Director Jay Roach on the Shakespearean Drama of Palin’s Candidacy
What drew you to the story of Game Change?
During the campaign of 2008, I started thinking about how Sarah Palin was chosen. I wanted to be a fly on the wall and listen to those discussions. Whose idea was it? I've always been fascinated by the decision process in the rooms where these ideas come from. I sensed that an incredible, somewhat Shakespearean kind of drama was unfolding in real life. It seemed to me only a few people were involved, and the decisions were very clear, and what happened from moment to moment was compelling.
Palin had certainly accomplished laudable things as mayor and as governor. She had something like 80 percent popularity in Alaska as governor. She was extremely charismatic and appealing as a speaker. And she fit the American fairy tale, where anyone can grow up to be president. A hockey mom from a small town in Alaska, a mother of five, with a Down syndrome baby, a pregnant teenage daughter and a son off to fight in Iraq, a strong woman who had already taken on the political establishment.
Once I read the book, I was even more convinced that a reenactment of the McCain-Palin campaign could make an excellent drama. It was conveniently contained within a 60-day time period. So I saw it as a movie going on in real life, that if we could pull it in to a structured story, it would be a very compelling bit of drama. You know, not just history.
In addition to Mark Halperin and John Heilemann's book wasn't there a huge amount of source material to draw from?
One of the challenges in making a film like this is facing the fact that you're not making a documentary. You're not just trying to capture every detail of every event that occurred. You're trying to tell a story that hooks people, makes them care about what the characters are going through, and makes them think harder.
I wanted you to be on the edge of your seat. Yes, you saw what happened through the news, but again, what really happened behind the scenes? What would get the audience saying to themselves and to each other, "I didn't know it was like that... I didn't know that much was at stake." In a way, it's like a thriller, mixed with an anxiety dream, particularly from Steve Schmidt's point of view.
People know something of John McCain and Sarah Palin but who is campaign manager Steve Schmidt?
Schmidt was the man who really took on the entire mission of making the idea of Sarah Palin work for John McCain. She was amazing at the convention and people were looking at it as a brilliant choice. But then Schmidt had to watch as it started to unravel, beginning with some of the interviews after the convention, especially with Katie Couric. Next, Tina Fey comes into the story.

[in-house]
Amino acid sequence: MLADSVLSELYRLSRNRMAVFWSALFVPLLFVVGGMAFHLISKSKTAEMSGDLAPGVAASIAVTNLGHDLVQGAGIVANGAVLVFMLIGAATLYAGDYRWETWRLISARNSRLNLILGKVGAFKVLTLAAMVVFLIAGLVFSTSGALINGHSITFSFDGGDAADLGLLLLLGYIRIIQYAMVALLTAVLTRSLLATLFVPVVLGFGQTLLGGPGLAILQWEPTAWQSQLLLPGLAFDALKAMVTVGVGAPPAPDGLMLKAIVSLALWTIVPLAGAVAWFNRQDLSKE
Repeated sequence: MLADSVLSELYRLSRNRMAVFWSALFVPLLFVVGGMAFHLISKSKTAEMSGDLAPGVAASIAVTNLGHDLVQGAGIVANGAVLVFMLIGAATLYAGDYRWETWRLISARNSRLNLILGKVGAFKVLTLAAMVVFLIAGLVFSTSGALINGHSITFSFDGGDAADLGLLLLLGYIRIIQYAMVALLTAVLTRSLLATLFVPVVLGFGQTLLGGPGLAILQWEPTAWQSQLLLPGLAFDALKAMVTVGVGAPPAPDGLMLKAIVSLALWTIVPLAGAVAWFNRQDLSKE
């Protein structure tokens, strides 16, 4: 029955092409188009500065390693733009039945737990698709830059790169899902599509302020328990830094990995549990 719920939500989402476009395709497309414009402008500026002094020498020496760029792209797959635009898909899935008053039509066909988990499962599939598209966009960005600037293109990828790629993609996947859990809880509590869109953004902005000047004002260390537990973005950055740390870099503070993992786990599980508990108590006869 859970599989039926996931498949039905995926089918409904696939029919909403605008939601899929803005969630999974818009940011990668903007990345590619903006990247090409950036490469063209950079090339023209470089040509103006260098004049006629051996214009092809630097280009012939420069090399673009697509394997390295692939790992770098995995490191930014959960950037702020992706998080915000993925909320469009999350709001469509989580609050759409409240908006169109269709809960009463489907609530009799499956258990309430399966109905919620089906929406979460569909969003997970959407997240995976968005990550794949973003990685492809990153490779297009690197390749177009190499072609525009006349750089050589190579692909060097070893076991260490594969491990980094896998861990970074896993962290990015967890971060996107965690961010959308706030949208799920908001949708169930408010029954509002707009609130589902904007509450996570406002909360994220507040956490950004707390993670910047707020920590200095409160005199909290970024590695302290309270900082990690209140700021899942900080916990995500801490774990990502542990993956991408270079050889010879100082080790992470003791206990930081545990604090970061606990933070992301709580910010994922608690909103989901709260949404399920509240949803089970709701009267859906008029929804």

And, because Schmidt had been so instrumental in selecting Palin, he also had to take on the burden and the stress of dealing with both McCain and Palin when things started to go wrong.
Sounds like a thankless job.
It's an incredibly stressful job that takes a pretty big brain. Steve Schmidt was an interesting guy to study. He's extremely intelligent, very competitive. He thinks like a coach. He has to motivate his team to do things they don't necessarily want to do. He has to keep them in line, and keep them disciplined. Schmidt's like the coach Lombardi of campaign managers.
So it's really Steve Schmidt's story?
I've always seen it from his point of view — a horrible anxiety dream about the worst possible things that could go on during a campaign.
He couldn't see it coming?
What was fascinating about the story was that everybody involved was just trying to win the election. They were all making choices that they thought would enable John McCain to do that. It was a good idea, if all that mattered was winning.
And like any great drama, people start with the right intentions, but because of their own flaws, their own ambitions, sometimes they reach too far or reach the wrong way - putting the emphasis on the wrong thing, and losing track of what matters.
Did going for the brass ring blind him to what was at stake?
Well, Steve Schmidt wants to win. Above all, he's one of the most competitive people I've ever seen. He's hired because he's a winner. He had to tell McCain, "Look, you have some very statesman-like choices: Joe Lieberman, Tim Pawlenty, people you could choose to run with. But you're going to lose. I think we should go for the win. Sarah Palin may not be the ultimate statesperson, but maybe she can be trained to become one."
That's the dilemma these guys faced in this story-statesmanship or win. Maybe we can do both, but maybe we have to make a choice that's just win first, and deal with the statesmanship later.
A Faustian choice was right in front of Steve Schmidt.